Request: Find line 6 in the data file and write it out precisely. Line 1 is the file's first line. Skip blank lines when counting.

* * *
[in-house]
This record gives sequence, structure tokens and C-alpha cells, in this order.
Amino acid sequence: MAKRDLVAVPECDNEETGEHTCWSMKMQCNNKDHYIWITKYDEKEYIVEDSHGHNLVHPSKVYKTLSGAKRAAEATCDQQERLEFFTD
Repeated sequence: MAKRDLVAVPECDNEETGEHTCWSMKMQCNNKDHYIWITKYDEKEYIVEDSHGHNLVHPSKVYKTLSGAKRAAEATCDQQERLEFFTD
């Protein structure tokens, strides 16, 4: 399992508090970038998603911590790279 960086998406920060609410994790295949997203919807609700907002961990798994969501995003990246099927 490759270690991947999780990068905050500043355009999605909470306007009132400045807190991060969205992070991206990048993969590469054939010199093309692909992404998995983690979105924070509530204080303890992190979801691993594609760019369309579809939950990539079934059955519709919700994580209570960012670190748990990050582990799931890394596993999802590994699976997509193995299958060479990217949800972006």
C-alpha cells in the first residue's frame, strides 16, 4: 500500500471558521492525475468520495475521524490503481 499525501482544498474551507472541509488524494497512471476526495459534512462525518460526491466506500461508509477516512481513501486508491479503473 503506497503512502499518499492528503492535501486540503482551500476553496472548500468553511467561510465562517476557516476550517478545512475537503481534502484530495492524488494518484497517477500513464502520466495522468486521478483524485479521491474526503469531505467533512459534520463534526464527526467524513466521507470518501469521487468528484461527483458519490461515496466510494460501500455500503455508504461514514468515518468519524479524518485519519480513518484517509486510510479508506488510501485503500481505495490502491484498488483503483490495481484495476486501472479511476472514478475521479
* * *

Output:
C-alpha cells in the first residue's frame, strides 16, 4: 500500500471558521492525475468520495475521524490503481 499525501482544498474551507472541509488524494497512471476526495459534512462525518460526491466506500461508509477516512481513501486508491479503473 503506497503512502499518499492528503492535501486540503482551500476553496472548500468553511467561510465562517476557516476550517478545512475537503481534502484530495492524488494518484497517477500513464502520466495522468486521478483524485479521491474526503469531505467533512459534520463534526464527526467524513466521507470518501469521487468528484461527483458519490461515496466510494460501500455500503455508504461514514468515518468519524479524518485519519480513518484517509486510510479508506488510501485503500481505495490502491484498488483503483490495481484495476486501472479511476472514478475521479